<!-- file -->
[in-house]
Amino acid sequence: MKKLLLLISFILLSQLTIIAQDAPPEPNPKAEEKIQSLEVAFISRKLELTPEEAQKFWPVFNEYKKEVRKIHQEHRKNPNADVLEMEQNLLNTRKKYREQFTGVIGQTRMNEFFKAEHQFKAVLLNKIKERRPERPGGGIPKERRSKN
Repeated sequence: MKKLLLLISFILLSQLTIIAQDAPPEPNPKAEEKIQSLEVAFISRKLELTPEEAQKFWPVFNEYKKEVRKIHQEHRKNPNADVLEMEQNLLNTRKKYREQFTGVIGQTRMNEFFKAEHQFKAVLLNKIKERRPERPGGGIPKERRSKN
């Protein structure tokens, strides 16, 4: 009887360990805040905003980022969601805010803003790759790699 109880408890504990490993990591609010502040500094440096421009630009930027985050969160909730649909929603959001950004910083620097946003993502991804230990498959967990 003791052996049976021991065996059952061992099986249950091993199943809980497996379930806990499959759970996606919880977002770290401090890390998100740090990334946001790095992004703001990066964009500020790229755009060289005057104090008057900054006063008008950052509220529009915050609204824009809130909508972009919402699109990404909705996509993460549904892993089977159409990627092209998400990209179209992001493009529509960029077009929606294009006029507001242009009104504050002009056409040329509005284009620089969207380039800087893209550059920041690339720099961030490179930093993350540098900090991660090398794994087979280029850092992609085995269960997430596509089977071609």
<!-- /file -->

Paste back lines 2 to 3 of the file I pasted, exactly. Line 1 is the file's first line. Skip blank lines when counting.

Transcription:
Amino acid sequence: MKKLLLLISFILLSQLTIIAQDAPPEPNPKAEEKIQSLEVAFISRKLELTPEEAQKFWPVFNEYKKEVRKIHQEHRKNPNADVLEMEQNLLNTRKKYREQFTGVIGQTRMNEFFKAEHQFKAVLLNKIKERRPERPGGGIPKERRSKN
Repeated sequence: MKKLLLLISFILLSQLTIIAQDAPPEPNPKAEEKIQSLEVAFISRKLELTPEEAQKFWPVFNEYKKEVRKIHQEHRKNPNADVLEMEQNLLNTRKKYREQFTGVIGQTRMNEFFKAEHQFKAVLLNKIKERRPERPGGGIPKERRSKN